Winners listed first and second,
which backs up the demographic numbers from the new districts
which suggests Blacks will control four City Council seats;

1.  Johnson and Abuzuaiter 5.  Johnson and Chris Lawyer
2.  Johnson and Abuzuaiter 3.  Nancy Vaughan and Johnson
4.  Johnson and Abuzuaiter 7.  Chris Lawyer and Danny Thompson
6.  Johnson and Abuzuaiter 8.  Chris Lawyer and Nancy Vaughan
Top two at large vote recipients by District [2013],
with the candidate who won the most votes listed first;

1. Johnson and Abuzuaiter 3. Barber and Johnson
2. Johnson and Abuzuaiter 5. Barber and Johnson
4. Johnson and Abuzuaiter 7. Barber and Chris Lawyer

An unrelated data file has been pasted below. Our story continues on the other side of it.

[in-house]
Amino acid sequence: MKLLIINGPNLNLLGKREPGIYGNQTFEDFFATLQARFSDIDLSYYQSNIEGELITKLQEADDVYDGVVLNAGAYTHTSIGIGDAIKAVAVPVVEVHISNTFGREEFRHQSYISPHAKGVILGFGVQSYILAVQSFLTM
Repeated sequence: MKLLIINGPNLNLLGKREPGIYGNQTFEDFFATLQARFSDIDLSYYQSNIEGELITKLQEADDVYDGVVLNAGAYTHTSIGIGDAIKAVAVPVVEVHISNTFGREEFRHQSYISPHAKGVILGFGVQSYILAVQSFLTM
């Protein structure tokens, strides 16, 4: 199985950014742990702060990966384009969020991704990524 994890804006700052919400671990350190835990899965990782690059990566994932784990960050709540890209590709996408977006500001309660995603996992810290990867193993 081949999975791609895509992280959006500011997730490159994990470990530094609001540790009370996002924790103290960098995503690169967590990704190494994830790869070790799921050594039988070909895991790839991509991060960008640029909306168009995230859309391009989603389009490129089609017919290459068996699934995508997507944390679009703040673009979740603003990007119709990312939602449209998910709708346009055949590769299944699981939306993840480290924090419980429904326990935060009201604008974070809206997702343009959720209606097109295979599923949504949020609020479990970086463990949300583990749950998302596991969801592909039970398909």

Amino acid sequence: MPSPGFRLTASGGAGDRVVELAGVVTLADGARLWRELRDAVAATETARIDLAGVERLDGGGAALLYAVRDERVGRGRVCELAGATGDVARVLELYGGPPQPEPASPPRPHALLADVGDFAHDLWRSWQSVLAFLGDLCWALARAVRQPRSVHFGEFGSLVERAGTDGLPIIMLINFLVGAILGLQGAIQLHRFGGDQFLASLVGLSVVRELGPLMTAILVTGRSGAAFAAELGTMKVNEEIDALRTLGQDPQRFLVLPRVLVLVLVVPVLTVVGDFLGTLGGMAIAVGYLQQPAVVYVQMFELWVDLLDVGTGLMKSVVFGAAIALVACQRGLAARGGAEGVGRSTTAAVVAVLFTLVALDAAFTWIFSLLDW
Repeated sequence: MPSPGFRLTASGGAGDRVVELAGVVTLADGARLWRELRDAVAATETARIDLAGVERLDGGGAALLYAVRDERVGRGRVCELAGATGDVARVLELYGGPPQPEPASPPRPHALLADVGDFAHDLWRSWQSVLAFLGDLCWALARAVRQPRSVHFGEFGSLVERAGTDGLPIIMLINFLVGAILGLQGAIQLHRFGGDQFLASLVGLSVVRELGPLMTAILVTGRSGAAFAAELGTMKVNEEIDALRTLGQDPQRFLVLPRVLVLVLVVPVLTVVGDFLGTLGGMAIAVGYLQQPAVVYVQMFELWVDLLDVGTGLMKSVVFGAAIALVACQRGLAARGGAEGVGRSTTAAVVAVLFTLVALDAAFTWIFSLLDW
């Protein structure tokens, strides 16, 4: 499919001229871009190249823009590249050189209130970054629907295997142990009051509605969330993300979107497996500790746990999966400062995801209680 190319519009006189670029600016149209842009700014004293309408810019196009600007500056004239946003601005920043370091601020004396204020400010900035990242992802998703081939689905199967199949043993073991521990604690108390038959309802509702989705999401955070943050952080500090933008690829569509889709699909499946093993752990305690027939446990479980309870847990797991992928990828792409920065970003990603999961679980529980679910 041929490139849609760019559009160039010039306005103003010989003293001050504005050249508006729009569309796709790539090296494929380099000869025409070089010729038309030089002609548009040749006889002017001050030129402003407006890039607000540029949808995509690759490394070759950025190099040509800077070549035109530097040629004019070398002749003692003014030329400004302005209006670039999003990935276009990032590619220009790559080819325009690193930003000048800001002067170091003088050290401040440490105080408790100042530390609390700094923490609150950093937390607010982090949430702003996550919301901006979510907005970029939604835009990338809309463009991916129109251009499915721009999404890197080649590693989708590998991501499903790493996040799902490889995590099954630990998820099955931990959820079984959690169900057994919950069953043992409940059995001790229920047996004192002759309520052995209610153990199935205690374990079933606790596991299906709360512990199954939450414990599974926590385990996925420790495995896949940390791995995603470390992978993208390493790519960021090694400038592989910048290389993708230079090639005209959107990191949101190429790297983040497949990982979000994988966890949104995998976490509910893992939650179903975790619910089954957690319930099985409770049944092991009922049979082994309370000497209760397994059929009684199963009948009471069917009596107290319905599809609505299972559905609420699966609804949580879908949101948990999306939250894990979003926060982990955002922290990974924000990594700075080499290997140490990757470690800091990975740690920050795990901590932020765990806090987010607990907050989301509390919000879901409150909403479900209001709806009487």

6. Johnson and Abuzuaiter 8. Barber and Chris Lawyer
2011 race between Bill Knight and Robbie Perkins by the new Districts, listing the candidate who won each district which also backs up the demographic numbers suggesting blacks should control four of the new districts;

1.  Perkins 3,388 to 606 for Bill Knight     3.  Perkins 3,201 to 3,074
2.  Perkins 2,791 to 812 for Bill                 5.  Knight 2,349 to 1,711 for Perkins
4.  Perkins 3,214 to 421                             7.  Knight 3,401 to 2,147 for Perkins
6.  Perkins 1,752 to 1,115 for Knight          8.  Knight 4,329 to 2,884 for Perkins
[GH, not from the email; The majority of both Johnson and Abuzuaiter's constituents were African American in 2011 and 2013, as well as Robbie Perkins' against Bill Knight in 2011 over the White Street Landfill reopening issue.]

From the Board of Elections;

DISTRICT 1 most probable winner; A Black Democrat